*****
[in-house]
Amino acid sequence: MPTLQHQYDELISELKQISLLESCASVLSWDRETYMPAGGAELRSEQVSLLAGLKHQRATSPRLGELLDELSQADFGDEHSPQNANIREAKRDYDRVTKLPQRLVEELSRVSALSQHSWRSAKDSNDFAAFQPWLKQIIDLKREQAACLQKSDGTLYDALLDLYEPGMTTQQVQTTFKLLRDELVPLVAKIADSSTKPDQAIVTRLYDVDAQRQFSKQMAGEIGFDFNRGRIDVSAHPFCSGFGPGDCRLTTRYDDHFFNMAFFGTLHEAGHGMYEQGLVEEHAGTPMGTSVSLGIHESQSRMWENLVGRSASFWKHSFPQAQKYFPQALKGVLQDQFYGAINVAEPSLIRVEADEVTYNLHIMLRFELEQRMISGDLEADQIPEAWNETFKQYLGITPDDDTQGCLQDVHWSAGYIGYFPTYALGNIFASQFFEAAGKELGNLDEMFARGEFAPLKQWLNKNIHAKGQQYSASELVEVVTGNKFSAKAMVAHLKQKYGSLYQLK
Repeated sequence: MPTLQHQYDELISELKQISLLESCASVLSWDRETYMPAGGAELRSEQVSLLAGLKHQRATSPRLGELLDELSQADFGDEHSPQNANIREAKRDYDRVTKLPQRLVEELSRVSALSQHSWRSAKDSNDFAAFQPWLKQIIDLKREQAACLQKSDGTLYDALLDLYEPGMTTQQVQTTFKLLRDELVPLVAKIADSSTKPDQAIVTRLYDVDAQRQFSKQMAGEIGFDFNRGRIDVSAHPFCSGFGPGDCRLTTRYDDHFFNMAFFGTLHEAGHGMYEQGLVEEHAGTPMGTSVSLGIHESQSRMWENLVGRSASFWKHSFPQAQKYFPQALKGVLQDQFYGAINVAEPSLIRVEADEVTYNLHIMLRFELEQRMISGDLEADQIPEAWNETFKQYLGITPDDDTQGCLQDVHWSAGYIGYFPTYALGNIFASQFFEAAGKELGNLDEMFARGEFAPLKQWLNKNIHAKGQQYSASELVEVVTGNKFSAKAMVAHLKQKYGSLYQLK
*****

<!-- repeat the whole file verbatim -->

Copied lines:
[in-house]
Amino acid sequence: MPTLQHQYDELISELKQISLLESCASVLSWDRETYMPAGGAELRSEQVSLLAGLKHQRATSPRLGELLDELSQADFGDEHSPQNANIREAKRDYDRVTKLPQRLVEELSRVSALSQHSWRSAKDSNDFAAFQPWLKQIIDLKREQAACLQKSDGTLYDALLDLYEPGMTTQQVQTTFKLLRDELVPLVAKIADSSTKPDQAIVTRLYDVDAQRQFSKQMAGEIGFDFNRGRIDVSAHPFCSGFGPGDCRLTTRYDDHFFNMAFFGTLHEAGHGMYEQGLVEEHAGTPMGTSVSLGIHESQSRMWENLVGRSASFWKHSFPQAQKYFPQALKGVLQDQFYGAINVAEPSLIRVEADEVTYNLHIMLRFELEQRMISGDLEADQIPEAWNETFKQYLGITPDDDTQGCLQDVHWSAGYIGYFPTYALGNIFASQFFEAAGKELGNLDEMFARGEFAPLKQWLNKNIHAKGQQYSASELVEVVTGNKFSAKAMVAHLKQKYGSLYQLK
Repeated sequence: MPTLQHQYDELISELKQISLLESCASVLSWDRETYMPAGGAELRSEQVSLLAGLKHQRATSPRLGELLDELSQADFGDEHSPQNANIREAKRDYDRVTKLPQRLVEELSRVSALSQHSWRSAKDSNDFAAFQPWLKQIIDLKREQAACLQKSDGTLYDALLDLYEPGMTTQQVQTTFKLLRDELVPLVAKIADSSTKPDQAIVTRLYDVDAQRQFSKQMAGEIGFDFNRGRIDVSAHPFCSGFGPGDCRLTTRYDDHFFNMAFFGTLHEAGHGMYEQGLVEEHAGTPMGTSVSLGIHESQSRMWENLVGRSASFWKHSFPQAQKYFPQALKGVLQDQFYGAINVAEPSLIRVEADEVTYNLHIMLRFELEQRMISGDLEADQIPEAWNETFKQYLGITPDDDTQGCLQDVHWSAGYIGYFPTYALGNIFASQFFEAAGKELGNLDEMFARGEFAPLKQWLNKNIHAKGQQYSASELVEVVTGNKFSAKAMVAHLKQKYGSLYQLK